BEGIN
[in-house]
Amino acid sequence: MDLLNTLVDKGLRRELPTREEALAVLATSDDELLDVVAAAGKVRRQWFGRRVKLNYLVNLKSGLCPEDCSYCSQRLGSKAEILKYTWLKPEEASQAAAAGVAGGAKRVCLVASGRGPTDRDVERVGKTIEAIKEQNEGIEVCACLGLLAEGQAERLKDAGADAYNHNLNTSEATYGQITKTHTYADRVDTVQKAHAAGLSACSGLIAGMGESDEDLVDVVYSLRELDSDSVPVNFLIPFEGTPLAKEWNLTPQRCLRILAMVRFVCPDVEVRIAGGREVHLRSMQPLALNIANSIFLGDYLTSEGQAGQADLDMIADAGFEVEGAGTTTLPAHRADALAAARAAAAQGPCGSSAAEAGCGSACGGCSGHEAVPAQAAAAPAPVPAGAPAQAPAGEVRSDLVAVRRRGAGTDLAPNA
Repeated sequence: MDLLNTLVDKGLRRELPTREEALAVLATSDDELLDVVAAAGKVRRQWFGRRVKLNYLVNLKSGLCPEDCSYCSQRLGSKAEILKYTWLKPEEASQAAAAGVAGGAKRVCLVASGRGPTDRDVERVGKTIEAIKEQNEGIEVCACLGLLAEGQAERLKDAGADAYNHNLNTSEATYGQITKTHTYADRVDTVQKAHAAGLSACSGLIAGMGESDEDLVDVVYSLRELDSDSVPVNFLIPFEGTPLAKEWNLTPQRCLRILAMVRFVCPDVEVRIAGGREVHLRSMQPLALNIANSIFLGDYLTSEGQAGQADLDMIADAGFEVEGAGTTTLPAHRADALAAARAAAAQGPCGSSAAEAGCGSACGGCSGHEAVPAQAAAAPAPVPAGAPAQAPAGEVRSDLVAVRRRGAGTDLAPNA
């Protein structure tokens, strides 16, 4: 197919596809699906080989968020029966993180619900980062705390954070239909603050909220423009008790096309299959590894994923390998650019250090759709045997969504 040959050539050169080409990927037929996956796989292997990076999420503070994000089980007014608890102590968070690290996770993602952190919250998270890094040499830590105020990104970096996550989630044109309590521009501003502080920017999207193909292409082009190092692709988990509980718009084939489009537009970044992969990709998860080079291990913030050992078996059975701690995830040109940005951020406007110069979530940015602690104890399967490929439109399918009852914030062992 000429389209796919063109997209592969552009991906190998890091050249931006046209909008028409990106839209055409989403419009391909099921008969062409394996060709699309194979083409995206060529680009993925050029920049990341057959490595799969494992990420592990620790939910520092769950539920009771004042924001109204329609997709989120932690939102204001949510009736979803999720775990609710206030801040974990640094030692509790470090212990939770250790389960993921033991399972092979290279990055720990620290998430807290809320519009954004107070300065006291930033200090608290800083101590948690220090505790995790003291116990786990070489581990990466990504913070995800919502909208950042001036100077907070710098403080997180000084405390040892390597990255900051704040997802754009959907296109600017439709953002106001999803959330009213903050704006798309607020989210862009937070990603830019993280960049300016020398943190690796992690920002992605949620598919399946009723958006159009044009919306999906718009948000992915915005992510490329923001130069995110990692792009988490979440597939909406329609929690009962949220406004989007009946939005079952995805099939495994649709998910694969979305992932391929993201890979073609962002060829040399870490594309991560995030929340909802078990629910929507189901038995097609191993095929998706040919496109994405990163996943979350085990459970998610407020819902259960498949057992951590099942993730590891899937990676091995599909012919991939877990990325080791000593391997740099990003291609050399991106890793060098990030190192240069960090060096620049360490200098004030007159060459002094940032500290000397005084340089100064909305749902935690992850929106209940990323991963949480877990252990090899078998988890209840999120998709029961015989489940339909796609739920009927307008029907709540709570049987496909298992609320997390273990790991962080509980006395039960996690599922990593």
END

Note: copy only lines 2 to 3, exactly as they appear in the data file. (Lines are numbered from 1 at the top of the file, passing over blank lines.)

Amino acid sequence: MDLLNTLVDKGLRRELPTREEALAVLATSDDELLDVVAAAGKVRRQWFGRRVKLNYLVNLKSGLCPEDCSYCSQRLGSKAEILKYTWLKPEEASQAAAAGVAGGAKRVCLVASGRGPTDRDVERVGKTIEAIKEQNEGIEVCACLGLLAEGQAERLKDAGADAYNHNLNTSEATYGQITKTHTYADRVDTVQKAHAAGLSACSGLIAGMGESDEDLVDVVYSLRELDSDSVPVNFLIPFEGTPLAKEWNLTPQRCLRILAMVRFVCPDVEVRIAGGREVHLRSMQPLALNIANSIFLGDYLTSEGQAGQADLDMIADAGFEVEGAGTTTLPAHRADALAAARAAAAQGPCGSSAAEAGCGSACGGCSGHEAVPAQAAAAPAPVPAGAPAQAPAGEVRSDLVAVRRRGAGTDLAPNA
Repeated sequence: MDLLNTLVDKGLRRELPTREEALAVLATSDDELLDVVAAAGKVRRQWFGRRVKLNYLVNLKSGLCPEDCSYCSQRLGSKAEILKYTWLKPEEASQAAAAGVAGGAKRVCLVASGRGPTDRDVERVGKTIEAIKEQNEGIEVCACLGLLAEGQAERLKDAGADAYNHNLNTSEATYGQITKTHTYADRVDTVQKAHAAGLSACSGLIAGMGESDEDLVDVVYSLRELDSDSVPVNFLIPFEGTPLAKEWNLTPQRCLRILAMVRFVCPDVEVRIAGGREVHLRSMQPLALNIANSIFLGDYLTSEGQAGQADLDMIADAGFEVEGAGTTTLPAHRADALAAARAAAAQGPCGSSAAEAGCGSACGGCSGHEAVPAQAAAAPAPVPAGAPAQAPAGEVRSDLVAVRRRGAGTDLAPNA